The stories initially round-robined with one story traveling back in time for a history lesson and the next story traveling into the future for a science lesson. From the start, though, Newman made it clear to Lambert that he did not want the futuristic stories to have weird, alien creatures in them. He feared that this would lead to the show being seen as a joke and he referred to aliens, rather derogitorily, as "Bug Eyed Monsters".

With the show basically outlined, all that was left was the casting. Lambert picked character actor William Hartnell for the initally cantankerous Doctor. Hartnell was only 55 at the time but saw the program as a way of breaking out of his usual roles of military sargeants, policemen, and thugs. Unfortunately, he was already suffering from arterialsclerosis and this left him with, at times, a faulty memory.

Carole Ann Ford, 23 at the time, was cast as the Doctor's granddaughter, Susan. Ford was initially intrigued by the role -- particularly when she was told that Susan would be "mysterious" and would also be allowed to have weird, mental powers such as telepathy. To her dismay, she found that none of this materialized and her role increasinly became to scream and play damsel in distress (DiD for short around this blog)and she left after only a season and a half.

William Russell, 39 then, was signed on to play science teacher Ian Chesterton. Russell had recently been seen on British TV playing Sir Lancelot in a TV show by the same name. Realizing that the show would need at least a little action, and that Hartnell would not be up for physical fight scenes, Russell's Ian Chesterton was to serve as 'ordinary person' to be a stand-in for the audience, to be a relatable figure to children (after all, what kid doesn't have a science teacher of some stripe?), to be a plot device so the Doctor could explain things, and of course to be the action hero. Russell would leave the role after two years feeling as if he was growing stale.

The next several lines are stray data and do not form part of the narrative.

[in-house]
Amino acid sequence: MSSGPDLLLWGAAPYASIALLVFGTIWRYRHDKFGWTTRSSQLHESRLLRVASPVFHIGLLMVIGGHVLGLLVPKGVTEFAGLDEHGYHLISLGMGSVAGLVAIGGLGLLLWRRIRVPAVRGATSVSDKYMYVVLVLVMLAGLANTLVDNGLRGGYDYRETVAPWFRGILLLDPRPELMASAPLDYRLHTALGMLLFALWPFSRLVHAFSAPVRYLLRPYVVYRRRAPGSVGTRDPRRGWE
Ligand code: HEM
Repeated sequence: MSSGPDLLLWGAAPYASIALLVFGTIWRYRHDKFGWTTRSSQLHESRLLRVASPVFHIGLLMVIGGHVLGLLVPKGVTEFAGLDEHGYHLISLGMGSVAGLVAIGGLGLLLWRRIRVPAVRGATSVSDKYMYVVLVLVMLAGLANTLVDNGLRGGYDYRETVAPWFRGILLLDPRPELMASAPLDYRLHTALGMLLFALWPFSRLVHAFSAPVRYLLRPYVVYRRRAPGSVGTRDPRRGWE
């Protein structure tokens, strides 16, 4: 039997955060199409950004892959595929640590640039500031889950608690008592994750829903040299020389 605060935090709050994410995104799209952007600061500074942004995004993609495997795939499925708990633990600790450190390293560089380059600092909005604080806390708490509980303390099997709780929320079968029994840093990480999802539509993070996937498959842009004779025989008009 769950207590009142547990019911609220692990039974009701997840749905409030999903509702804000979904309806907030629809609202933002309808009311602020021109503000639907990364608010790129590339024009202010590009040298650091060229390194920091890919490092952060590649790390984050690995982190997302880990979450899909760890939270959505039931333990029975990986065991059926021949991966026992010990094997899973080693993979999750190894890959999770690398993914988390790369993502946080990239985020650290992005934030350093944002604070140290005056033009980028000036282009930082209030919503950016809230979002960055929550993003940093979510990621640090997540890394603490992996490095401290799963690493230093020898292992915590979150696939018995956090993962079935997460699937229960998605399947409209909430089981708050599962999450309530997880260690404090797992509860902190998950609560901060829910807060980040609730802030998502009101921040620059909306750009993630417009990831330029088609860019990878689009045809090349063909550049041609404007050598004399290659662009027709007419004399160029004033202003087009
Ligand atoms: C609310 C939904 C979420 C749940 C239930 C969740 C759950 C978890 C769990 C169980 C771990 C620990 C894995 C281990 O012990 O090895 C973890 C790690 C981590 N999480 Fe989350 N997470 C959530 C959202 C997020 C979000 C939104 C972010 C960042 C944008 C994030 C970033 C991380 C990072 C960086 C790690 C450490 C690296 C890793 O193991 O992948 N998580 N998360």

Jacqueline Hill, 34, moved in similar social circles as Verity Lambert and, after discussing the new program with Lambert at a party, Hill was asked to audition. An accomplished stage actress, HIll agreed to take on the role of History teacher Barbara Wright. The character would, like with that of Chesterton, be one of the show's 'relatable' characters and exposition devices. She choose to leave at the same time as William Russell and took a break from acting in order to start and raise a family.

Once the cast was in place it was on with the show!